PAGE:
The last link to the founding of Golf Digest is gone.
John (Jack) F. Barnett, one of Golf Digest's founding fathers with William Davis and Howard Gill, died at age 89 Sunday morning in Houston. He had moved there toward the end of 2010 with his wife, Helen, after living 15 years in a home overlooking the Connecticut River in Old Lyme, Conn.
*Barnett was present at Golf Digest's 60th anniversary celebration last August. Photo from Golf Digest Resource Center
Barnett had suffered a stroke on New Year's Day, and after numerous stays at a hospital and a nursing center, he was brought home two weeks ago to be with family members. Golf Digest was honored to have Barnett and his extended family present during the magazine's 60th anniversary gala last August in New York City on the USS Intrepid aircraft carrier, where Davis had served in World War II.
Golf Digest's founding trio were classmates at New Trier High School in Winnetka, Ill., on the North Shore in the Chicago area, and they all attended Northwestern. They each served in the military and then entered the business world, Davis and Gill selling advertising and Barnett editing the house publication for the Thor Washing Machine Company in Cicero, Ill.
It was Davis, their "glorious leader," as Barnett referred to him last November, who started the magazine in 1950 with two issues, basically put together out of his house. After the first-year managing editor Gordon E. Smith left for another job, Davis needed more writing and business-side manpower. In 1951, he sought out his old high school mates Barnett and Gill, and they came on board, all three helped by $1,500 stakes given to them by their fathers. By May 1952 the magazine was being sold nationally.
The dynamic of the threesome's working relationship has been the subject of many a conversation by those who knew them. Barnett, who had the most writing background of the three, having been co-editor for two years of the high school paper, always gave credit to Davis for many of the ideas that affected Golf Digest's business and editorial direction. For a long time, Barnett said, the drill was for Davis to come up with ideas and for Gill and Barnett to execute them. (One such idea was the famous "Don't Ask What I Shot" button campaign in 1953 with President Eisenhower.)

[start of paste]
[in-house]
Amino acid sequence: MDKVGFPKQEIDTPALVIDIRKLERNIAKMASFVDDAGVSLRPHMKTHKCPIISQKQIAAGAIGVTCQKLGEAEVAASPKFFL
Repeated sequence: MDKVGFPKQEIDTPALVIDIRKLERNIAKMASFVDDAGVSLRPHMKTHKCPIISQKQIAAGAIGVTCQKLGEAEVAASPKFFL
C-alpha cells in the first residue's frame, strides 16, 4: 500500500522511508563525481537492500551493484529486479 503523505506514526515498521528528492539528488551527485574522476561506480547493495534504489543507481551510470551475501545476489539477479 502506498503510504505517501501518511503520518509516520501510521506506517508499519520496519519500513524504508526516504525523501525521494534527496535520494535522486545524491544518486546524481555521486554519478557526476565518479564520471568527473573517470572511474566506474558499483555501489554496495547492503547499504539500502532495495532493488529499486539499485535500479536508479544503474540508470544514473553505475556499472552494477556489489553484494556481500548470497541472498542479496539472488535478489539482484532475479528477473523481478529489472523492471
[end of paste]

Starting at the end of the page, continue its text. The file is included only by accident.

Barnett, right, worked closely with another co-founder Howard Gill. Photo from Golf Digest Resource Center*
But if Barnett is the last link to Golf Digest's founding, it is how the three combined their talents that helped the magazine grow. If you had to label each partner, Davis was the idea man, Gill the entrepreneur and public face of the magazine, and Barnett the common-sense, get-the-work-done guy. (Davis passed away in 1991; Gill died in 1996.) Each of them had to utilize a variety of skills that often went beyond what their masthead title required. Barnett, for instance, was listed over the years as editor, publisher, general manager and vice president and now is on our masthead with Gill as co-founders and Davis as founder. The three shot much of the photography in the early years, too.
Barnett was greatly involved in the startup of Golf Digest's international expansion, led our book-division development, and also had ties to circulation and publicity. He made the key hire in the 1950s of the late John P. May, who went on to become a prolific workhorse for the magazine in words and photos. Barnett had taken a pause from Golf Digest day-to-day operations in the late 1950s to work in Chicago at Advertising Age, but he rejoined Golf Digest in 1964 when the magazine moved from Illinois to its Connecticut location.
After The New York Times bought Golf Digest in May 1969, Barnett slowly pulled away from magazine duties and three years later retired to focus on investments. After moving to Old Lyme, he assisted with Yacht Racing magazine, which he had founded in 1962 in Chicago with Knowles Pittman, a high-school friend, and which became known as Sailing World. The Barnetts had celebrated their 50th wedding anniversary on Oct. 15.